‘This will be it’: NTSB recounts recovery of crashed Guardian Flight plane
Federal investigators are assessing the remnants of a medevac plane carrying three people that crashed offshore near Kake in January, after its recovery from Southeast Alaska waters.
The National Transportation Safety Board posted images Monday of the Beechcraft King Air 200, operated by Guardian Flight, as well as its cockpit voice recorder. The twin-engine turboprop had been en route from Anchorage to Kake to pick up a patient on the night of Jan. 29 but never arrived, prompting weeks of searching.
The plane’s occupants — pilot Patrick Coyle, 63; flight paramedic Margaret Langston, 43; and flight nurse Stacie Rae Morse, 30, who was pregnant at the time — were never found during the extensive air and sea search. Its suspension left them missing and presumed dead, before a recovery vessel contracted by Guardian Flight located an underwater signal from the plane.
Last week, Guardian Flight officials said the search was “coming to an end” after the exhaustion of all possible efforts to find and recover the plane and those on board.
Clint Johnson, the NTSB’s Alaska chief, said Monday that the plane was salvaged from deep water after a remotely operated vehicle (ROV) secured straps to the fuselage, allowing a crane to raise it. The investigator assigned to the crash, Brice Banning, was present during the recovery mission funded by Guardian Flight and its insurers.
“The depth is right around 500 feet,” Johnson said. “At those depths, everything had to be done with a ROV.”
Although the recovered parts include much of the Beech’s fuselage and tail, as well as its engines and most of their propeller blades, Johnson said no remains of the plane’s occupants were found.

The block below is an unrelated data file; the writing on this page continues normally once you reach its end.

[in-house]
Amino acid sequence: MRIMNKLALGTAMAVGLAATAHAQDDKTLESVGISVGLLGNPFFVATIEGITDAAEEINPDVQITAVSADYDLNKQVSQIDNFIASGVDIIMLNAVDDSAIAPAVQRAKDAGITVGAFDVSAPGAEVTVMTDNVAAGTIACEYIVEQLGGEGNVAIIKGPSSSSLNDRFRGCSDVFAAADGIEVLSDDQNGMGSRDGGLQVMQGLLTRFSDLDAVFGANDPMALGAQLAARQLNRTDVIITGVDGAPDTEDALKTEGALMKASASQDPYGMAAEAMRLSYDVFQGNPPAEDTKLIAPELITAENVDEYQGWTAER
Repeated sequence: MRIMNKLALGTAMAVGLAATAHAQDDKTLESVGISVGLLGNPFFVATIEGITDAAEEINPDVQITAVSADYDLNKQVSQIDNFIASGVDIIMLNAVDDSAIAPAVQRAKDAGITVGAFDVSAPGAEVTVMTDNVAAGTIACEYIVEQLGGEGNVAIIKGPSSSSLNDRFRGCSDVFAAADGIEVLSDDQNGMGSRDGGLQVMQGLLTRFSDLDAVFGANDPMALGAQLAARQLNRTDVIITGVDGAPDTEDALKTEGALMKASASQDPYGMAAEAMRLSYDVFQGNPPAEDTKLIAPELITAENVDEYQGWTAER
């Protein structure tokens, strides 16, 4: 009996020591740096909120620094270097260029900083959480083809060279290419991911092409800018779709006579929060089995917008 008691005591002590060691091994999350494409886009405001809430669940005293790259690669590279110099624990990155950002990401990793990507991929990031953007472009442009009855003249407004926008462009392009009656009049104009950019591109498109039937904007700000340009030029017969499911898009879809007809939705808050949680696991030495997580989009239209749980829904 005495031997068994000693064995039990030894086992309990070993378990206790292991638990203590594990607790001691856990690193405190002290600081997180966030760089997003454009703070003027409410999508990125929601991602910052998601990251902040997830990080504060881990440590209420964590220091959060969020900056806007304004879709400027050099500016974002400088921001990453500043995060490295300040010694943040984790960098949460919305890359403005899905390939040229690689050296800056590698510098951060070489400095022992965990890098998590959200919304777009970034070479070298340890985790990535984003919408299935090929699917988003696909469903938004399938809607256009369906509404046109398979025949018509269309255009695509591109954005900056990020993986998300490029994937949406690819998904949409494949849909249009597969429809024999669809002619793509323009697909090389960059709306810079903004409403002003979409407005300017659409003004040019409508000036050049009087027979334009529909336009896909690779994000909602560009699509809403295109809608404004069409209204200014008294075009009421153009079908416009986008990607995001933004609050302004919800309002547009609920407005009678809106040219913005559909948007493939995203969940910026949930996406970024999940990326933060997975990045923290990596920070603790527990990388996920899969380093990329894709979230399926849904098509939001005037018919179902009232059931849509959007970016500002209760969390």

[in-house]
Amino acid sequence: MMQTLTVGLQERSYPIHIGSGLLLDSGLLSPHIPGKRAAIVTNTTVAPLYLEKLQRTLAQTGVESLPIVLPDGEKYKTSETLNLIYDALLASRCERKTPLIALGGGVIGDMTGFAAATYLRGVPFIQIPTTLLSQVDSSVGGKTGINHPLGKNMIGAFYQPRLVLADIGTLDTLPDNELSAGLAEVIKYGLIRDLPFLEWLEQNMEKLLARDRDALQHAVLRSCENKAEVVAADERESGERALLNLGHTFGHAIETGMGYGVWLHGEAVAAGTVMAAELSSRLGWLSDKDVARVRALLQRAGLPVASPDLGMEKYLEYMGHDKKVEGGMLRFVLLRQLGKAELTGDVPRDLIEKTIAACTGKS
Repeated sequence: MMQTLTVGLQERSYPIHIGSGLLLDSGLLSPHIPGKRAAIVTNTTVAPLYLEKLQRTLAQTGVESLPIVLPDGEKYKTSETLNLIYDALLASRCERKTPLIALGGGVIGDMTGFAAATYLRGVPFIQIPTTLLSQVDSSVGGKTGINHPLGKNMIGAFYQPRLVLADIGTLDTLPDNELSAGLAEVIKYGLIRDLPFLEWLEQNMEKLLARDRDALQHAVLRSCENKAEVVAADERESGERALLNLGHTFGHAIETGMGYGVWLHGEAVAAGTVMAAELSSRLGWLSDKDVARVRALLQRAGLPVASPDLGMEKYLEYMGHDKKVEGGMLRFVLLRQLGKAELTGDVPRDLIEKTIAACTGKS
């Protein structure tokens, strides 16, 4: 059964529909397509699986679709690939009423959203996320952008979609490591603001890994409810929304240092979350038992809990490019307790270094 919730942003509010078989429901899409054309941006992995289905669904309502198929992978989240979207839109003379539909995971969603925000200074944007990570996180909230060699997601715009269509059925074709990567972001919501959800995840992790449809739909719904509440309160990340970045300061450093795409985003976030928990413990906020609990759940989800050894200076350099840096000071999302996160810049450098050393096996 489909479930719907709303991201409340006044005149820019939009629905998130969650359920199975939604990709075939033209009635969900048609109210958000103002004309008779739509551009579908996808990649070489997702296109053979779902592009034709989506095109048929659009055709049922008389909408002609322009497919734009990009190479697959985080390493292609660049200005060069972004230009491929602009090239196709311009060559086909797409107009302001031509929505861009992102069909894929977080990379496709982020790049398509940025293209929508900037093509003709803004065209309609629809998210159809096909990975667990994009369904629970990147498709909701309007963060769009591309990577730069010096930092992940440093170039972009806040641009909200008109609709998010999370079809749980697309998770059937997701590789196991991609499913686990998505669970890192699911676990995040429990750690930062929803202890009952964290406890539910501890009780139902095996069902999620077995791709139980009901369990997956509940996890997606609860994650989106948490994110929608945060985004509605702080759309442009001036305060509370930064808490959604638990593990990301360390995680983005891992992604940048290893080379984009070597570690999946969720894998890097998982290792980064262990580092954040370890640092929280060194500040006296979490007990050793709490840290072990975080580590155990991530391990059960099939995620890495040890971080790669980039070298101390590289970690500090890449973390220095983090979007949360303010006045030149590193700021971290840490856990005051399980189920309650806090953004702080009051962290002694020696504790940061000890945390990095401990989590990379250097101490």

One of the NTSB’s first tasks is attempting to glean information from the plane’s cockpit voice recorder, which Johnson said suffered damage from both the plane’s impact and its long immersion in Frederick Sound.
“We want to understand what happened,” Johnson said. “Right now, our engineers and our cockpit voice recorder lab are working very, very hard to recover that data.”
Although the recovery effort was largely successful, there haven’t been any plans to return to the site for another search.
“There’s nothing that’s on the horizon for that,” he said. “This will be it.”
The plane’s fuselage was taken to Juneau for storage, Johnson said. Investigators, Guardian Flight officials and representatives from Beechcraft as well as the engines’ manufacturers will further examine the wreckage in the coming weeks.
Correction: This story has been edited to correct the date the flight went missing, as well as the name of the missing flight paramedic.
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